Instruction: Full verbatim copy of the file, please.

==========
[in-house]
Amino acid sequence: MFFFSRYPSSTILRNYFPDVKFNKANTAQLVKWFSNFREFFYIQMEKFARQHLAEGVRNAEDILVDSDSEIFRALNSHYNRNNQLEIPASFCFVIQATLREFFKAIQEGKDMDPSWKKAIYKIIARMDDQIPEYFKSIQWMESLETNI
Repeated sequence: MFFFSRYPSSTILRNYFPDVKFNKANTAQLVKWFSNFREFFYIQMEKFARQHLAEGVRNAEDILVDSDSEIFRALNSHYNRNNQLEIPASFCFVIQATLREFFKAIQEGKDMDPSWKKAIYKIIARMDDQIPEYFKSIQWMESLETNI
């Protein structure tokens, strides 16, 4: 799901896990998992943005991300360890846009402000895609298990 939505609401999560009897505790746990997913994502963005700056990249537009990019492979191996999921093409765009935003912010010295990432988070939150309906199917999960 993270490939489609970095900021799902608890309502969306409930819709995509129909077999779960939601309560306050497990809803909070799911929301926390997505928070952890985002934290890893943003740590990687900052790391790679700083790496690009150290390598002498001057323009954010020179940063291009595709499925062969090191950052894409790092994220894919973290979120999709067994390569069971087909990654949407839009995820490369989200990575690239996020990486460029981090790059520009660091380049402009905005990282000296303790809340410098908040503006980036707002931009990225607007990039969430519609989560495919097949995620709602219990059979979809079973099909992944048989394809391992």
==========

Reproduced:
[in-house]
Amino acid sequence: MFFFSRYPSSTILRNYFPDVKFNKANTAQLVKWFSNFREFFYIQMEKFARQHLAEGVRNAEDILVDSDSEIFRALNSHYNRNNQLEIPASFCFVIQATLREFFKAIQEGKDMDPSWKKAIYKIIARMDDQIPEYFKSIQWMESLETNI
Repeated sequence: MFFFSRYPSSTILRNYFPDVKFNKANTAQLVKWFSNFREFFYIQMEKFARQHLAEGVRNAEDILVDSDSEIFRALNSHYNRNNQLEIPASFCFVIQATLREFFKAIQEGKDMDPSWKKAIYKIIARMDDQIPEYFKSIQWMESLETNI
């Protein structure tokens, strides 16, 4: 799901896990998992943005991300360890846009402000895609298990 939505609401999560009897505790746990997913994502963005700056990249537009990019492979191996999921093409765009935003912010010295990432988070939150309906199917999960 993270490939489609970095900021799902608890309502969306409930819709995509129909077999779960939601309560306050497990809803909070799911929301926390997505928070952890985002934290890893943003740590990687900052790391790679700083790496690009150290390598002498001057323009954010020179940063291009595709499925062969090191950052894409790092994220894919973290979120999709067994390569069971087909990654949407839009995820490369989200990575690239996020990486460029981090790059520009660091380049402009905005990282000296303790809340410098908040503006980036707002931009990225607007990039969430519609989560495919097949995620709602219990059979979809079973099909992944048989394809391992």